Travelmood shops ‘will not be traditional travel agencies’

TUI Travel-owned Travelmood shops will be more akin to modern retailers than traditional travel agencies following a revamp, according to TUI Travel UK specialist long-haul division managing director Clare Tobin.

The review of the group’s long-haul specialist brands, which sees Austravel shops rebranded Travelmood, will create nine contemporary-style agencies in contrast with its traditional Thomson and First Choice shops.

TUI Travel UK specialist long-haul division managing director Clare Tobin said: “It will be a radical change for the shops: it will not be a traditional travel agency, it will have a different feel and culture as shops are used as virtual call centres in many ways.”

Tobin hinted the changes, from September, could mean the end of window cards. “Make-up retailer MAC doesn’t have sales signs in the window. We are cluttered by sale signs on the high street.”

The Travelmood logo is set to change, while shop staff will have more pre-booked appointments, and a broader range of product will be sold. One of the biggest changes will be selling TUI Travel’s activity operators through Travelmood shops.

An increased range of TUI Travel-owned operators such as The Imaginative Traveller and Exodus will be sold alongside product from sister companies Austravel and Hayes and Jarvis, such as the Maldives and South Africa. Other destinations, such as Brazil and Costa Rica, just launched by Hayes and Jarvis, will also be sold, as well new areas such as cruises.

The destinations will be sold as Travelmood product, with contracting likely to be integrated. Some activity brands are co-branded and this is likely to be rolled out across other activity brands in the future.

The move will allow Travelmood to introduce new destinations, create contracting efficiencies and boost revenues, Tobin said. Travelmood makes up 20% of the specialist division’s long-haul revenues, with 50% of its sales for Australia.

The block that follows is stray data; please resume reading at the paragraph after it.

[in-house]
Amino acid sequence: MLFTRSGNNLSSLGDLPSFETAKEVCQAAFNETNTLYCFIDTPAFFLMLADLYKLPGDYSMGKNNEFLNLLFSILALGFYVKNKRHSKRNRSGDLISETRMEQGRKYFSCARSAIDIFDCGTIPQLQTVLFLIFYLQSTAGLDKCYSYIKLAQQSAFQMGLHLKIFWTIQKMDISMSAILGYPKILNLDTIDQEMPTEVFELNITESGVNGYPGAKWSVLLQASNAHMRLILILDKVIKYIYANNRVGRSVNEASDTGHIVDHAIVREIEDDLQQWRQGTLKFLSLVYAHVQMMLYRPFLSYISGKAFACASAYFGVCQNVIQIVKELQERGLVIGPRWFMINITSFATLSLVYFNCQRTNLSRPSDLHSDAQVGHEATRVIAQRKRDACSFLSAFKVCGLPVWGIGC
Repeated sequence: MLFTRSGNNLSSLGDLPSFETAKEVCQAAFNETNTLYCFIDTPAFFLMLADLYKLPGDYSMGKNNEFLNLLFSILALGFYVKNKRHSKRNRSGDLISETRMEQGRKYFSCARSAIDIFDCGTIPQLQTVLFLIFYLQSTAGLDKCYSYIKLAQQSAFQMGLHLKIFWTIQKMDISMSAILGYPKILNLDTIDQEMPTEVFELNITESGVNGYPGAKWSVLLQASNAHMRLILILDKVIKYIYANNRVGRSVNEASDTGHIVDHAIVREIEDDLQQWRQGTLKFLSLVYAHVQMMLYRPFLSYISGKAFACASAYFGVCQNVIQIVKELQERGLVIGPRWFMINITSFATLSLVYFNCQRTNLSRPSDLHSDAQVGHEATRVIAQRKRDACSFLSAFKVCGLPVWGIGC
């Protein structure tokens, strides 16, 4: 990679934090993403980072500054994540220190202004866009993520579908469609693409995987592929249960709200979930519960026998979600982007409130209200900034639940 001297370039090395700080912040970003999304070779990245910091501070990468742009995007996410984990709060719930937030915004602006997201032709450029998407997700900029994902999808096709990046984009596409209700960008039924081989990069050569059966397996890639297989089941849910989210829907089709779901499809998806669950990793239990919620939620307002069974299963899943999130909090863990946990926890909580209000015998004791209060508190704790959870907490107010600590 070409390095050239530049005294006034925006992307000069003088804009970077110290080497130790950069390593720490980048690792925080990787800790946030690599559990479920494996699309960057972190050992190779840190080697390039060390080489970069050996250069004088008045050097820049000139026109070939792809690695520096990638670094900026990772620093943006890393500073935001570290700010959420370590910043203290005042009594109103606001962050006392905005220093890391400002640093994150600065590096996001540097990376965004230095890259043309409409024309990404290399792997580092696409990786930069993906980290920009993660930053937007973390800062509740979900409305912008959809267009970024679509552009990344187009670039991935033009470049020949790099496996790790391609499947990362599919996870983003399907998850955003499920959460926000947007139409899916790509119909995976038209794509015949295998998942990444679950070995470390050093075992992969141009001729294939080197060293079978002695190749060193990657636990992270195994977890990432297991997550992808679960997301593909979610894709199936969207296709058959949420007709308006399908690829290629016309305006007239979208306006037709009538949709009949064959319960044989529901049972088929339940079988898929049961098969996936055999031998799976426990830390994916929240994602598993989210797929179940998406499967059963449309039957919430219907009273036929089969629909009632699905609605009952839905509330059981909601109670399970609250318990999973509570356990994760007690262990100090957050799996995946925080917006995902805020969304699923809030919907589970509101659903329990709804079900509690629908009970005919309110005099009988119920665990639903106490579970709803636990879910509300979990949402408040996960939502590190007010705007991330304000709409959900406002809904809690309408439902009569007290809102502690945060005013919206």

Tobin said: “I expect revenue to increase by changing the products and moving to more value and tailormade product than packages. Australia has become a commoditised product to sell.

“One of the biggest issues is customer retention. If you are selling only one destination, it’s restrictive and that’s why we want to expand it.”

Other changes will be to develop Travelmood’s website, particularly for straightforward flight bookings. Tobin said: “Very little is booked online for Travelmood. There are products that could be booked online but customers are not confident enough about booking their round-the-world trip online.”

While the review is focused on cost savings, including the potential loss of up to 26 jobs, for Tobin much of the strategy is driven by a need to capitalise on the business’s strengths, namely its staff and experience, by changing the packaging – how products are presented and sold.

Shops will be expected to take 40% of calls to Travelmood, but Tobin said: “Shops are brand-drivers and they do take calls, but it’s not just about them; it’s about the whole experience with the call centre and the people we have.”

Tobin hinted that further savings could come from renegotiating shop leases as they near renewal. “It’s a great time to renegotiate – we are seeing lots of opportunities in alternative locations nearby if rents are not acceptable,” she added.

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